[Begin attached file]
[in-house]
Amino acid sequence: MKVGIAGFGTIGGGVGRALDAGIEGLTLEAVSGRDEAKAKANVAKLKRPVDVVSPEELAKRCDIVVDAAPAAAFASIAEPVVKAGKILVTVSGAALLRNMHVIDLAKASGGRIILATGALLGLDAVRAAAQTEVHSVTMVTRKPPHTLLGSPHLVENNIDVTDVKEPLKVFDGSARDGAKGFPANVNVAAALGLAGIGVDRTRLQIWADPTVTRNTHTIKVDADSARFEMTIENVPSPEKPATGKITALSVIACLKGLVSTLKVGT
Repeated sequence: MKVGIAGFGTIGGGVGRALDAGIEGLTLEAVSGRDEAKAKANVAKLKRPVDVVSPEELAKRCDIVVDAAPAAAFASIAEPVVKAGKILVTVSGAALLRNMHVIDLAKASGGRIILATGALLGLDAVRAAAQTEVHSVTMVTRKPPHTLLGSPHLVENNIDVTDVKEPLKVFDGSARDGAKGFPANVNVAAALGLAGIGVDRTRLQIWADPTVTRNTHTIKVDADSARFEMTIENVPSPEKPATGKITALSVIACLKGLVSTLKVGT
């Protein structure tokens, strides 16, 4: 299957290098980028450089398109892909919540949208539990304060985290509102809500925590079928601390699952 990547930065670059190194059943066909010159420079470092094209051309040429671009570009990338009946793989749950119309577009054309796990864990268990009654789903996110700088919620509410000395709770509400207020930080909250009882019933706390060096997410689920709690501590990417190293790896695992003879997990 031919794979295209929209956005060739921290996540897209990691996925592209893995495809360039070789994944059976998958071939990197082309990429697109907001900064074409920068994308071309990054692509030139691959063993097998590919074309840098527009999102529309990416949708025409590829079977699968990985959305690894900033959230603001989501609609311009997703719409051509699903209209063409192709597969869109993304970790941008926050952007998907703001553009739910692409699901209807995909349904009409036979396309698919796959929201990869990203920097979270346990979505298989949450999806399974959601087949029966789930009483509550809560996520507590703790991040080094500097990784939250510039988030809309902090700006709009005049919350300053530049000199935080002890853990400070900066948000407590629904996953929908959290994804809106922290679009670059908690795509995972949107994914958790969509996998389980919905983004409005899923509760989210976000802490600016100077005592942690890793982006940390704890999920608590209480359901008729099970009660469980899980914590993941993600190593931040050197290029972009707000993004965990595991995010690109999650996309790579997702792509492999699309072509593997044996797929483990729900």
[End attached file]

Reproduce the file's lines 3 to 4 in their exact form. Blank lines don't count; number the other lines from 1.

Repeated sequence: MKVGIAGFGTIGGGVGRALDAGIEGLTLEAVSGRDEAKAKANVAKLKRPVDVVSPEELAKRCDIVVDAAPAAAFASIAEPVVKAGKILVTVSGAALLRNMHVIDLAKASGGRIILATGALLGLDAVRAAAQTEVHSVTMVTRKPPHTLLGSPHLVENNIDVTDVKEPLKVFDGSARDGAKGFPANVNVAAALGLAGIGVDRTRLQIWADPTVTRNTHTIKVDADSARFEMTIENVPSPEKPATGKITALSVIACLKGLVSTLKVGT
């Protein structure tokens, strides 16, 4: 299957290098980028450089398109892909919540949208539990304060985290509102809500925590079928601390699952 990547930065670059190194059943066909010159420079470092094209051309040429671009570009990338009946793989749950119309577009054309796990864990268990009654789903996110700088919620509410000395709770509400207020930080909250009882019933706390060096997410689920709690501590990417190293790896695992003879997990 031919794979295209929209956005060739921290996540897209990691996925592209893995495809360039070789994944059976998958071939990197082309990429697109907001900064074409920068994308071309990054692509030139691959063993097998590919074309840098527009999102529309990416949708025409590829079977699968990985959305690894900033959230603001989501609609311009997703719409051509699903209209063409192709597969869109993304970790941008926050952007998907703001553009739910692409699901209807995909349904009409036979396309698919796959929201990869990203920097979270346990979505298989949450999806399974959601087949029966789930009483509550809560996520507590703790991040080094500097990784939250510039988030809309902090700006709009005049919350300053530049000199935080002890853990400070900066948000407590629904996953929908959290994804809106922290679009670059908690795509995972949107994914958790969509996998389980919905983004409005899923509760989210976000802490600016100077005592942690890793982006940390704890999920608590209480359901008729099970009660469980899980914590993941993600190593931040050197290029972009707000993004965990595991995010690109999650996309790579997702792509492999699309072509593997044996797929483990729900």